Players aren’t allowed to chew gum or give high-fives. Fans wear masks and bring their own blankets or chairs. Coaches sanitize baseballs with disinfectant between innings. And home-plate umpires call balls and strikes while standing six feet behind the pitcher.

No one is complaining.

“The great thing is that we are playing again,” said Bryan Ward. “The smiles are real and the baseball is real.”

Ward is president of the Ridgefield Little League, which began a summer program last week after canceling its traditional spring season due to the coronavirus pandemic. Seven Majors teams (ages 10-12) and six Minors squads (ages 8-9) are competing in an abbreviated 2020 campaign that began July 9 and ends with town championship games Aug. 15.

Discussions are underway to determine if district and state tournaments will follow in Connecticut this fall — those events are usually finished by early August. Little League International has already canceled its regional events (featuring state champions) and World Series (scheduled for Aug. 20-30 in South Williamsport, Pa.).

Baseball was among the sports allowed to begin June 17, when Phase 2 of Connecticut Governor Ned Lamont’s reopening plan went into effect. Phase 2 permits outdoor gatherings of up to 100 people.

The games do look different: No more than four people (three players and a coach) are allowed on the bench at the same time, and players not on the bench have to sit or stand in designated spots to follow social-distancing guidelines. Bleachers are not in use, concession stands are closed, and safety monitors (Ward and other league officials) check to make sure the numerous safety protocols are being followed.

“We’re all in this together ... that’s what we have been preaching,” Ward said. “If you want this for your children then you have to help us — don’t show up with a pack of 12 people to watch a game. Come with one family member or friend.

“On a few occasions I’ve had to remind players or fans to spread out a little,” Ward added. “But overall it’s been great thus far. From what I’ve seen at games, there haven’t been any conflicts.”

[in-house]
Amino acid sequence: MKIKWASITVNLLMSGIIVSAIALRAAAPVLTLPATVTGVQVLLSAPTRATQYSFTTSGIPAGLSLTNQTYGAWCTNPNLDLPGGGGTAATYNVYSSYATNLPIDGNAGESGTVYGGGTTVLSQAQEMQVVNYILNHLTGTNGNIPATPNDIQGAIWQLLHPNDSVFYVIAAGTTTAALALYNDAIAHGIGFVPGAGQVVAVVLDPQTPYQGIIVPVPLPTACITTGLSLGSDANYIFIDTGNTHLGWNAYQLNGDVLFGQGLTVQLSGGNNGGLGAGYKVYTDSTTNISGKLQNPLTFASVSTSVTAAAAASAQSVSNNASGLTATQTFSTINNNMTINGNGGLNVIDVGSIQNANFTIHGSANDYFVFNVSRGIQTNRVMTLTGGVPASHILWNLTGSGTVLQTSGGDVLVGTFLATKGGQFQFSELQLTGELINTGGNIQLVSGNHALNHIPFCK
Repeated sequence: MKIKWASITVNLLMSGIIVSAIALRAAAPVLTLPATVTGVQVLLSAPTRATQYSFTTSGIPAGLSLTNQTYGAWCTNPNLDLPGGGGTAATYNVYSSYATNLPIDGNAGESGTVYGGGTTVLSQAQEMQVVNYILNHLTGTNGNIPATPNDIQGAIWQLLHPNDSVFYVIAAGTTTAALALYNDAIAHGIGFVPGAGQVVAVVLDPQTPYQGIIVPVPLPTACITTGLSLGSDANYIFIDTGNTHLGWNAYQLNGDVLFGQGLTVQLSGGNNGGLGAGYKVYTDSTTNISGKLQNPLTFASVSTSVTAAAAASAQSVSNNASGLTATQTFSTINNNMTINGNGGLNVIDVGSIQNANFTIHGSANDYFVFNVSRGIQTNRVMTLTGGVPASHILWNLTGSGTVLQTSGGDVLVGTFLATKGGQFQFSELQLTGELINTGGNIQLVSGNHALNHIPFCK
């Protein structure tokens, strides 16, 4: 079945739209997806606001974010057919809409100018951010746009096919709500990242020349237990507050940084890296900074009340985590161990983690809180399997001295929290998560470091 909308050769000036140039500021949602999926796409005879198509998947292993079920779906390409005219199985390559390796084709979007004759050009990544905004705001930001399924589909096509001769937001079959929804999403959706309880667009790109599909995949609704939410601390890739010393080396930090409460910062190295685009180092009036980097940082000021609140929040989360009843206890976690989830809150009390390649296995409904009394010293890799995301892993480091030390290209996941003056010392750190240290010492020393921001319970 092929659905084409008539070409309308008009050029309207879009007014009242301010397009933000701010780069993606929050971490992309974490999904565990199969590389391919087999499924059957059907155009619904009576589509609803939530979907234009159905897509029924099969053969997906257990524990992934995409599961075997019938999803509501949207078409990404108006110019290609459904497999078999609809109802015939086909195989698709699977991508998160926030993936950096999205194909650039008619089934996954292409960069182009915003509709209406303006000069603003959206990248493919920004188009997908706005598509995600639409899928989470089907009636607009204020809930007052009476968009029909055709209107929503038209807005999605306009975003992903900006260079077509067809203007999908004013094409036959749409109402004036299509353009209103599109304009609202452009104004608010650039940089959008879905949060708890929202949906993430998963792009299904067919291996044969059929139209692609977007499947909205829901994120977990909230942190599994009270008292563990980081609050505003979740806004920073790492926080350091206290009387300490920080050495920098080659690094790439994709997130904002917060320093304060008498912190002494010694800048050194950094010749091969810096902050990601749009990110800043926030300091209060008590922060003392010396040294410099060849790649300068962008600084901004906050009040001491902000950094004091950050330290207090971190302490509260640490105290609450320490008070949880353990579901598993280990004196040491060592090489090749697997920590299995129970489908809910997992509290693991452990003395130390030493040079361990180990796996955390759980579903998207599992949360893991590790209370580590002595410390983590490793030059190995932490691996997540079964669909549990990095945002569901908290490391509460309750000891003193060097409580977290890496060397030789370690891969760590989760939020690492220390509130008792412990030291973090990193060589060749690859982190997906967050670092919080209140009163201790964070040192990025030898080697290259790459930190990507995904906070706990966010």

Spring lost

Along with the other programs in District 1 (and the rest of the state), Ridgefield Little League canceled its spring season once Lamont announced in early May that schools would remain closed for in-person classes for the rest of the 2019-20 academic year.

“We knew it was coming ... that we weren’t going to be able to play in the spring ... but it was still difficult to hear for the players, coaches and parents,” Ward said.

“We remained hopeful of playing at some point, however, so we [the Ridgefield Little League board] were preparing for a possible summer season once the spring was canceled.”

The preparation increased when COVID-19 cases began declining and Lamont announced his four-phase reopening plan.

“We’ve taken guidance from Little League International, the state and district Little Leagues, the state of Connecticut, and the town,” Ward said. “We couldn’t do anything until the town opened the fields.”

To gauge interest in a summer program, Ridgefield Little League emailed a survey to parents, asking if they would be comfortable having their kids play and if they would have their children participate.

“The overwhelming percentage of parents who responded said they would love for their children to play,” Ward said. “That was encouraging, and so we opened registration.

“We normally have eight Majors teams in the spring and we were able to create seven for this summer, with 11 to 12 kids on each team,” Ward said. “Minors has six teams and roughly 66 kids.”

Teams in the Majors Division are having one game and one practice during the week and one game on Saturday and Sunday; teams in the Minors Division have one practice and two games each week.

“From the survey, we found that parents were not as interested in having the really young kids play,” Ward said. “So we cut it off at eight years old.”

As part of its Return to Play Guidelines, Ridgefield Little League compiled a lengthy list of best practices and policies and a practice-and-game safety checklist. The documents cover everything from team drink coolers (not allowed) to hand washing/sanitizing (frequent) to baseballs (each team supplies its own and uses them when in the field).

“We wanted to be as thorough as we could,” Ward said. “There’s a lot of oversight, but I think the parents appreciate that. They can see that we are trying to keep everyone safe.”

Although the modifications are eminently visible, Ward says something more subtle is also discernible.

“The joy on the faces of not just the kids but the parents,” he said. “Everyone is happy to have baseball back. It’s just so great to see.”